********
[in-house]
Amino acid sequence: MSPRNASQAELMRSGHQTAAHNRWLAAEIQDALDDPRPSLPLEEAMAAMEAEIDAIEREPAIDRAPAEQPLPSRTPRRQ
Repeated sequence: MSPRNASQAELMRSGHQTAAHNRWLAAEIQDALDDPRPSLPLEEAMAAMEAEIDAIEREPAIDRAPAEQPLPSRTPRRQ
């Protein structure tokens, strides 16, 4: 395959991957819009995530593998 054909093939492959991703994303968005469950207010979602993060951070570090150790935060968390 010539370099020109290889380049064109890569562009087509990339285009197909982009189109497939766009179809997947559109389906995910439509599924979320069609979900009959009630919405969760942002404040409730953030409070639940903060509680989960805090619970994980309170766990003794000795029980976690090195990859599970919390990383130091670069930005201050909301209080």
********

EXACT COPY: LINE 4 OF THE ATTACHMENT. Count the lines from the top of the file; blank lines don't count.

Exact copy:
């Protein structure tokens, strides 16, 4: 395959991957819009995530593998 054909093939492959991703994303968005469950207010979602993060951070570090150790935060968390 010539370099020109290889380049064109890569562009087509990339285009197909982009189109497939766009179809997947559109389906995910439509599924979320069609979900009959009630919405969760942002404040409730953030409070639940903060509680989960805090619970994980309170766990003794000795029980976690090195990859599970919390990383130091670069930005201050909301209080």